1. Not finding help here? Sign up for a free 30min tutor trial with Chegg Tutors
    Dismiss Notice
Dismiss Notice
Join Physics Forums Today!
The friendliest, high quality science and math community on the planet! Everyone who loves science is here!

Remembering how to integrate

  1. Sep 12, 2006 #1


    User Avatar

    It has been about 2 years since i last did calculus but im trying to get back into it so im ready for college / dont kill myself because of boredom

    I am having difficulty finding integrals of the form
    [tex] \int{\frac{x^2}{x+a}dx} [/tex]

    This integral inparticular is:

    I couldnt find a [itex]u[/itex] or a [itex] du [/itex] that would work

    I then tried to decompose the fraction to [itex] \frac{x^2}{2x+2} = \frac{A}{2} + \frac{B}{x+1}[/itex] but could't solve for A, which makes sense, so that wont work.

    Next i tied integration by parts
    [tex] \int{vdu} = uv - \int{udv} [/tex]

    where i used [itex] u=.5 ln|2x+2|[/itex],[itex]du=(2x+2)^{-1}[/itex],[tex]v=x^2[/itex],[itex]dv=2x[/itex].


    [tex]\int{\frac{x^2}{2x+2}dx} = .5x^2 ln |2x+2| - \int{ln |2x+2|xdx} [/tex]

    for the second integral I have:
    [itex] u=.5x^2[/itex],[itex]du=xdx[/itex],[tex]v=ln |2x+2| [/itex],[itex]dv=2(2x+2)^{-1}[/itex].


    [tex]\int{ x ln|2x+2| dx} = .5x^2 ln |2x+2| - \int{\frac{x^2}{2x+2}dx} [/tex]

    and finally both sides cancel out:

    [tex]\int{\frac{x^2}{2x+2}dx} = .5x^2 ln |2x+2| - .5x^2 ln |2x+2| +\int{\frac{x^2}{2x+2}dx} [/tex]

    [tex] \int{\frac{x^2}{2x+2}dx} = \int{\frac{x^2}{2x+2}dx} [/tex]

    Ive checked the trig rules as well as the inverse trig rules and no other rules match. Does an integral for this function not exsist or am I missing something?
    Last edited: Sep 12, 2006
  2. jcsd
  3. Sep 12, 2006 #2


    User Avatar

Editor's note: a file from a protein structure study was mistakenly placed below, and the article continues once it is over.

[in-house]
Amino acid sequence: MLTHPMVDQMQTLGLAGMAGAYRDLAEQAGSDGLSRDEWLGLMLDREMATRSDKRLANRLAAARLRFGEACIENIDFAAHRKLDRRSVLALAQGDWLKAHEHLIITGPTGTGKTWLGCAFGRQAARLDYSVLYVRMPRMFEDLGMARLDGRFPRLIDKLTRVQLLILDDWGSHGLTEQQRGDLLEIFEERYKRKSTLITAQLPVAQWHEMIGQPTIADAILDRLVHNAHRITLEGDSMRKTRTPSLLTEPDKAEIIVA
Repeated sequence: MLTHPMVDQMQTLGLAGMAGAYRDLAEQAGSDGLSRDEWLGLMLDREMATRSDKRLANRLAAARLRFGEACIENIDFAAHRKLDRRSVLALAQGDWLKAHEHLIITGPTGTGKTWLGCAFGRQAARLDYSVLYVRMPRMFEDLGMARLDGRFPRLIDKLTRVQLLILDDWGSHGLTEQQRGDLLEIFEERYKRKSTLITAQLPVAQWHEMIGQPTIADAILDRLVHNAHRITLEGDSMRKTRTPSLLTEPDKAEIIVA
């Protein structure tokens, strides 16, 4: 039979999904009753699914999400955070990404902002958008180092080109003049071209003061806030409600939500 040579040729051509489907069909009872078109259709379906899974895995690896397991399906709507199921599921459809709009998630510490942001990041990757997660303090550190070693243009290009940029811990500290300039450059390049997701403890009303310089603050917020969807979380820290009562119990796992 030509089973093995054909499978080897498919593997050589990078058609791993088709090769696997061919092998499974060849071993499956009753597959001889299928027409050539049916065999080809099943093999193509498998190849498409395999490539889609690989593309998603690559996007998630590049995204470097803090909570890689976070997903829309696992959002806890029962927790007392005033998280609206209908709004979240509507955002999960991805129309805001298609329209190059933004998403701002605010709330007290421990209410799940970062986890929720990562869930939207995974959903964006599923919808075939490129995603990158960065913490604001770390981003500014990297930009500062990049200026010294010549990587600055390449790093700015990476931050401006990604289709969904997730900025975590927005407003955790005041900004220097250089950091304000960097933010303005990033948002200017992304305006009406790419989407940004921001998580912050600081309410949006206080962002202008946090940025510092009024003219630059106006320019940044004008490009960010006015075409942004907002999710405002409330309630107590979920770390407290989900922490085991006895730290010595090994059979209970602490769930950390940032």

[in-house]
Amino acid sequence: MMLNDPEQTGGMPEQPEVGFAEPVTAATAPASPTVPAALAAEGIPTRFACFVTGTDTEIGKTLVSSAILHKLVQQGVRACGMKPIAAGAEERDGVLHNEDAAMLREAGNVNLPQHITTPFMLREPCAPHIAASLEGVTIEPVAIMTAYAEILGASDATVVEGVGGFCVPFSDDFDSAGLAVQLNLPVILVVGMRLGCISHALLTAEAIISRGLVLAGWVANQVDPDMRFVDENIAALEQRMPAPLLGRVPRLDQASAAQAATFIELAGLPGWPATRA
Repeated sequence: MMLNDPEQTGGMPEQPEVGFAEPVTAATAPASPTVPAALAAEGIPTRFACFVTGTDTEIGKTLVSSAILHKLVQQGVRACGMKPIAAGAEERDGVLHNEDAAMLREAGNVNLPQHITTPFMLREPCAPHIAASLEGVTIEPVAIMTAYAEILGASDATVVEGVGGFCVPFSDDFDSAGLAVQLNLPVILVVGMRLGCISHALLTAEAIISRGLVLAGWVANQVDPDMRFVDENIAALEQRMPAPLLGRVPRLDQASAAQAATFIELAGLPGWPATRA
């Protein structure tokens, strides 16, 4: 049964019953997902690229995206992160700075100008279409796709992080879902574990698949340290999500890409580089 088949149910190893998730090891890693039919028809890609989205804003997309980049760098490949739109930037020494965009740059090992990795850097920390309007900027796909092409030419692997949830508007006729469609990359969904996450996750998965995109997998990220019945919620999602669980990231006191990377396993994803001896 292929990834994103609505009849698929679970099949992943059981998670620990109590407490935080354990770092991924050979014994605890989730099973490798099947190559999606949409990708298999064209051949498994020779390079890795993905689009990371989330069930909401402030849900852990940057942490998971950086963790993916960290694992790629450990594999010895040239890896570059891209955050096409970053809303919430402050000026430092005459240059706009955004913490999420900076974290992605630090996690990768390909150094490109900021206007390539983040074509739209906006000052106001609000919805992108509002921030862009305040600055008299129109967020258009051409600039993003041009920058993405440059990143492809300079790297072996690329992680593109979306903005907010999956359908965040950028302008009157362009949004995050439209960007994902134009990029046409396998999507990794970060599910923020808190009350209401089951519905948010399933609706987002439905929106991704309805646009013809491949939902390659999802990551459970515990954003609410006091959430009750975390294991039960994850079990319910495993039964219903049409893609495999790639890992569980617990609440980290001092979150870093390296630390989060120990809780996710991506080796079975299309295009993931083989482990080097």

Homework Helper

    When you are integrating a fraction, of which teh degree in the numerator is greater than or equal to the degree of the denominator, one should use Polynomial Long Division first, then use Partial Fraction.
    I'll give you an example:
    Say, you want to integrate:
    [tex]\int \frac{x ^ 2}{x + 1} dx[/tex]
    The degree in the numerator is 2, which is greater than the degree of the denominator 1. So we should use Polynomial Long Division first to get:
    [tex]\int \frac{x ^ 2}{x + 1} dx = \int \left( x - 1 + \frac{1}{x + 1} \right) dx = \int (x - 1) dx + \int \frac{dx}{x + 1}[/tex]
    From here, we can use the substitution u = x + 1 to solve the second integral. So the result is:
    [tex]\int \frac{x ^ 2}{x + 1} dx = \int (x - 1) dx + \int \frac{dx}{x + 1} = \frac{x ^ 2}{2} - x + \ln |x + 1| + C[/tex].
    Ok, can you get this? :)
    Can you go from here? :)
    Last edited: Sep 12, 2006
  4. Sep 12, 2006 #3


    User Avatar
    Staff Emeritus
    Science Advisor

    ?? Partial fractions requires "proper" fractions- that is, that the numerator has lower dimension than the denominator. In this case, you need to divide first.
    [tex]\frac{x^2}{2x+2}= \frac{1}{2}x- \frac{1}{2}- \frac{\frac{1}{2}}{x+1}}[/tex]

    That should be easy to integrate.
  5. Sep 12, 2006 #4


    User Avatar

    polynomial long division rings a bell, i completely forgout about it. im good from there
  6. Sep 12, 2006 #5


    User Avatar

    i didnt know the stipulation about decomposing the fraction, but that makes sense. thanks!
Know someone interested in this topic? Share this thread via Reddit, Google+, Twitter, or Facebook

Have something to add?